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Huntersville's Focus on the Future

Huntersville has changed a lot since John Aneralla moved to town. When he first set down roots in Birkdale Village 22 years ago, the town was a sleepy little burg of 10,000 near Lake Norman, just up I-77 from Charlotte -- not too close to the big city, but not too far.

Now Huntersville is a bustling town of 63,000 residents, with about 2,000 more moving in each year. Annual growth is holding steady at about 3%, as people discover that it's a great place to live. Close to the lake, close to neighboring towns like Cornelius and Davidson, and close enough to Charlotte -- but not too close. It represents small town, neighborly life with big city amenities just down the road, and a great supply of homes for sale in the very in-demand, $350,000 - $400,000 range. 

And once Aneralla and his wife settled in and with their young family, he, like most new dads, looked at life a little differently.

"You're worried about what type of life you're going to lead with them," Aneralla told Scott Pridemore and Mike Hege on the Charlotte Real Estate Talk podcast with Pridemore Properties.

A money management professional, he brought his financial expertise to a number of organizations he volunteered with, from Kiwanis to swimming to youth sports. He began his political career helping school board candidates get elected, and eventually decided to be a candidate himself. Once elected as mayor of Huntersville, he lent his knowledge to the town budget.

"Our first town board meeting, they were projecting deficits for handling our debt," Aneralla recalls. "I said, 'Why are we doing that? We have cash -- we can reduce our debt. We can refinance our debt.'" Changing the way the town looked at finances saved Huntersville in the range of $600 - $650,000 a year in interest payment on loans, Aneralla told Hege and Pridemore.

Another place the financial management made sense is in the Huntersville Family Fitness Center. The aquatic and fitness center, built in 2001, had to borrow up to $5.1 million from the town its first 10 years to stay in business. It also drew about $500,000 a year from the hotel/motel tax, says Aneralla. A new management company restructured the business and now the facility is making money for the first time in 18 years. Within the next 12 years, the center could even pay the town back its $5.1 million.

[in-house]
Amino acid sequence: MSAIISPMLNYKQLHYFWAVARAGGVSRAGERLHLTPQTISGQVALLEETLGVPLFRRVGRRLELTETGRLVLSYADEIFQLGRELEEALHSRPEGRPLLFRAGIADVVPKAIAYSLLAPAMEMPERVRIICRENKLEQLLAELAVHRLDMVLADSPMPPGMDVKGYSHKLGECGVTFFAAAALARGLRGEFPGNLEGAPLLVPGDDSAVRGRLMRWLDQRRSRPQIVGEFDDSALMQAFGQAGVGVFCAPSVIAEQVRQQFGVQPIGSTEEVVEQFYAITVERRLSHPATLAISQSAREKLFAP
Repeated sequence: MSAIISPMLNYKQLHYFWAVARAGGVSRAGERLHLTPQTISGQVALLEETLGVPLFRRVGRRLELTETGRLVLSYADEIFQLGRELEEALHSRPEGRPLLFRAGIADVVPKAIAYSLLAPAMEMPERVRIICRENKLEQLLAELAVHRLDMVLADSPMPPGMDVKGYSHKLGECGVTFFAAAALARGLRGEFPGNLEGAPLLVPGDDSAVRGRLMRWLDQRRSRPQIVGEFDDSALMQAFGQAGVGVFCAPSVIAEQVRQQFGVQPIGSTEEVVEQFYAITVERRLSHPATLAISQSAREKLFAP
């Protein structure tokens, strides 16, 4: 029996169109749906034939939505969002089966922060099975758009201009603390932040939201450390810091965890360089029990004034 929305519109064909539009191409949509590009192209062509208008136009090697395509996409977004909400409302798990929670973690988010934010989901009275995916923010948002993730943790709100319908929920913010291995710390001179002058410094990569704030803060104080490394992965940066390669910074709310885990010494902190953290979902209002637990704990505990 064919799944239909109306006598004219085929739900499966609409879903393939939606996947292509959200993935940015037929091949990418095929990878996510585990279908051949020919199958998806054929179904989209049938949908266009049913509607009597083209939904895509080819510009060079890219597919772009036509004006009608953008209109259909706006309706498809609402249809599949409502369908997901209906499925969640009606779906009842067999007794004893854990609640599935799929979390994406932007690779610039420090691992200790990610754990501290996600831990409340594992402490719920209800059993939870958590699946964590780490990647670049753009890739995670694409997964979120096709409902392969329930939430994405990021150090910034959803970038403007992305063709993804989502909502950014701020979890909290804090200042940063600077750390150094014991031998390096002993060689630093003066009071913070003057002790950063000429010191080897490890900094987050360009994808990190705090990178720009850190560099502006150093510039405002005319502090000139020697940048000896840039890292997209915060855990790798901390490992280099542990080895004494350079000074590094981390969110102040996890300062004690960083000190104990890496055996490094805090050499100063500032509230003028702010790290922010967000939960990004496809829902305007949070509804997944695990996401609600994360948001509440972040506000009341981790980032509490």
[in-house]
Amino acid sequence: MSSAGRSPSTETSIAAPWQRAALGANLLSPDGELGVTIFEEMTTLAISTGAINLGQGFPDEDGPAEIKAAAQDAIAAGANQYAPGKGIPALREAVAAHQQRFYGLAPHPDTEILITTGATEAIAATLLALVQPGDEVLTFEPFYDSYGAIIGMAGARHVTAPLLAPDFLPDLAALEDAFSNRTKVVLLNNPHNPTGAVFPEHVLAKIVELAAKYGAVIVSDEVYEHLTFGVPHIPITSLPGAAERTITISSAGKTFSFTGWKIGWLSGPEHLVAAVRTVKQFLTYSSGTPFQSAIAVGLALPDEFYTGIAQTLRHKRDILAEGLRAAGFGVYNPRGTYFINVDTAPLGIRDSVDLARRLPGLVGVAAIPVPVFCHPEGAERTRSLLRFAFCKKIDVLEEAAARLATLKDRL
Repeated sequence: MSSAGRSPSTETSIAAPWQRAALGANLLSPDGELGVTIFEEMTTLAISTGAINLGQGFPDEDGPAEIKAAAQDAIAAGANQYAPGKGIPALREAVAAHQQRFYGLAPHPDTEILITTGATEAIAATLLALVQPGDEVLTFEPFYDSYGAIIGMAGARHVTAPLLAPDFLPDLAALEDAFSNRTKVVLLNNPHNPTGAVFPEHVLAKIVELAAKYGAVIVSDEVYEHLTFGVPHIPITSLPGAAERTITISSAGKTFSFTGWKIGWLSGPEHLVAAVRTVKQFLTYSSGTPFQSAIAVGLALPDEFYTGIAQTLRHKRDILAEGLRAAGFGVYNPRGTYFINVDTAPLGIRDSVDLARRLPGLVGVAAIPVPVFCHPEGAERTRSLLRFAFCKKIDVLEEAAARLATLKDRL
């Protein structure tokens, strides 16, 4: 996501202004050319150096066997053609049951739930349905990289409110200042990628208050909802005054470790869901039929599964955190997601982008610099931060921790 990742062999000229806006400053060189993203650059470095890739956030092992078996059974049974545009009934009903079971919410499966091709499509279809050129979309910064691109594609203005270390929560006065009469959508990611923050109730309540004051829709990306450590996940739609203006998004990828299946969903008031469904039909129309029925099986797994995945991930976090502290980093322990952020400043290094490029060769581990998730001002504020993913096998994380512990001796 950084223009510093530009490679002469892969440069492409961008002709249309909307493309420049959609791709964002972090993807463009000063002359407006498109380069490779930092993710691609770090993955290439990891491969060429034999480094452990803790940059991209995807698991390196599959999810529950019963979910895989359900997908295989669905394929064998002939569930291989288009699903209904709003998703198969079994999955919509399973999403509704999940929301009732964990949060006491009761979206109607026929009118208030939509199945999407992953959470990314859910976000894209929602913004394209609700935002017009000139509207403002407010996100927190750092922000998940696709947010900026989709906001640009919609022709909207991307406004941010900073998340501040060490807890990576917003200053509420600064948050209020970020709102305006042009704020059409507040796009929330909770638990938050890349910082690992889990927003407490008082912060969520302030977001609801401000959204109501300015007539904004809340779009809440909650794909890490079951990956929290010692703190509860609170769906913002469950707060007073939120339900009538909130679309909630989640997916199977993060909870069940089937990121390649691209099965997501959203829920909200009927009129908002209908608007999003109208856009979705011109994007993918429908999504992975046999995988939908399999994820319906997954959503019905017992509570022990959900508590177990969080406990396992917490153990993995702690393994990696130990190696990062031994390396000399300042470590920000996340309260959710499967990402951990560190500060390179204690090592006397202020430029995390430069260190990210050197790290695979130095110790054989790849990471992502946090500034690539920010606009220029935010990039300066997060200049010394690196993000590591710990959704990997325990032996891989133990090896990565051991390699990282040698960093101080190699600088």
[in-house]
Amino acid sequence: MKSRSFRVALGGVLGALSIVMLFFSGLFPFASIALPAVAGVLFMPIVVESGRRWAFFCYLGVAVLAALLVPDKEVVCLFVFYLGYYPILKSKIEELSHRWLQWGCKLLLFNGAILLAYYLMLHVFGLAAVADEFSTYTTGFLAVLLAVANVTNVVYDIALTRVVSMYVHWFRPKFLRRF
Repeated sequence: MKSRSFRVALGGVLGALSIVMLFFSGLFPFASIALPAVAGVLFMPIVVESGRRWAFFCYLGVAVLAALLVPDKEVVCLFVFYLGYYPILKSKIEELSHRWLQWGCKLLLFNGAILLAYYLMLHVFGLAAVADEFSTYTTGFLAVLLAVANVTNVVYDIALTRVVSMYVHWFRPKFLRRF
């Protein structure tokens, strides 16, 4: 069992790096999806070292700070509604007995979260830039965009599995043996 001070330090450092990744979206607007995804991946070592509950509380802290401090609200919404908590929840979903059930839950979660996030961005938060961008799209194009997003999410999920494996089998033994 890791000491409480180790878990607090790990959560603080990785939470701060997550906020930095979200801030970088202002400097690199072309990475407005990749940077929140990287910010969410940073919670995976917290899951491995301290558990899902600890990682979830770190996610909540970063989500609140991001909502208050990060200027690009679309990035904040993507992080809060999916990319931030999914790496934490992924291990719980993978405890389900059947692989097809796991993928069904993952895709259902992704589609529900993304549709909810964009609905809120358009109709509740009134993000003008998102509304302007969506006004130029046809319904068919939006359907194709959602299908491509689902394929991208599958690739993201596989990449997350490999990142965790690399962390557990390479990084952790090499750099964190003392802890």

"We can now take that $500,000, and we can use it for roads and parks and greenways and sidewalks and all of those other amenities people are looking for," says Aneralla. A new recreation complex across the street from HFFA now offers an outdoor workout facility, along with soccer, baseball, and softball, too. 

Aneralla still loves the small town life, as the town has grown around him. His children are grown and gone. His daughter, Amanda, works at Levine Cancer Institute. His son, Bennett, is an ensign in the U.S. Coast Guard stationed in Port Canaveral, Florida -- home of NASA and America's space program. Aneralla and wife Nancy still live in town.

He loves to see companies, especially international companies, relocate to Huntersville because of amenities like those found in their European homes. Aneralla points to a growing greenway system and ease of walking or biking in some parts of town, along with access to I-485 and the airport. Good schools, a redeveloping downtown, and new parks draw people in and make them want to stay.

The real advantage of a small town, says Aneralla, is that Huntersville can get ahead of growth before it happens. Roads, schools, parks, and other infrastructure are being built to meet future needs, instead of the town playing "catch-up" when growth demands infrastructure be built to accommodate it. The town is planning for growth east of State Road 115 (Old Statesville Road) because that is where life is moving.

There are, of course, other needs that come with growth -- more police officers, a paid fire department with additional stations, more parks and greenways connecting neighborhoods to destinations, and more walkable destinations in downtown that make people want to park their cars and stay all day. Aneralla is ready to take on the challenge for one more term -- just one, he says with a smile. But he feels the town is set up for the challenges because of good financial management.

"Changing the way they're doing financing is going to allow the town a lot more flexibility to do things in the future, that they wouldn't have had the ability unless they raised the taxes," he says. He references his final campaign: "We have a lot to run on, but we still have a lot to do."

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